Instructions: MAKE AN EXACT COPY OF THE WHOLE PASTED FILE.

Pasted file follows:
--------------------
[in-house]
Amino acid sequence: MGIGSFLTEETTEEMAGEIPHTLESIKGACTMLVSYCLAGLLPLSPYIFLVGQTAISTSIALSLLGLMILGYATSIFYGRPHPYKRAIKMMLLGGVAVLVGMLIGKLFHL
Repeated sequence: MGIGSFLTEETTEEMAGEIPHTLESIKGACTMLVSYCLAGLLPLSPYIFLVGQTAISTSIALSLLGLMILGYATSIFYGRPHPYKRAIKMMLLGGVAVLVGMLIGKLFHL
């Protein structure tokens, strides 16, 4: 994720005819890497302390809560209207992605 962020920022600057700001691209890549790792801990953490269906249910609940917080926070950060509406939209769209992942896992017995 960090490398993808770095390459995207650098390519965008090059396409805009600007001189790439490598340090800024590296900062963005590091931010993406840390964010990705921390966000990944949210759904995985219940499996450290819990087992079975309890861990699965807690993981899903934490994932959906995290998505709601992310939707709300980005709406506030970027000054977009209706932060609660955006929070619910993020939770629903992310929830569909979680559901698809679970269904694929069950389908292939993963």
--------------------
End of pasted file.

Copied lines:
[in-house]
Amino acid sequence: MGIGSFLTEETTEEMAGEIPHTLESIKGACTMLVSYCLAGLLPLSPYIFLVGQTAISTSIALSLLGLMILGYATSIFYGRPHPYKRAIKMMLLGGVAVLVGMLIGKLFHL
Repeated sequence: MGIGSFLTEETTEEMAGEIPHTLESIKGACTMLVSYCLAGLLPLSPYIFLVGQTAISTSIALSLLGLMILGYATSIFYGRPHPYKRAIKMMLLGGVAVLVGMLIGKLFHL
């Protein structure tokens, strides 16, 4: 994720005819890497302390809560209207992605 962020920022600057700001691209890549790792801990953490269906249910609940917080926070950060509406939209769209992942896992017995 960090490398993808770095390459995207650098390519965008090059396409805009600007001189790439490598340090800024590296900062963005590091931010993406840390964010990705921390966000990944949210759904995985219940499996450290819990087992079975309890861990699965807690993981899903934490994932959906995290998505709601992310939707709300980005709406506030970027000054977009209706932060609660955006929070619910993020939770629903992310929830569909979680559901698809679970269904694929069950389908292939993963």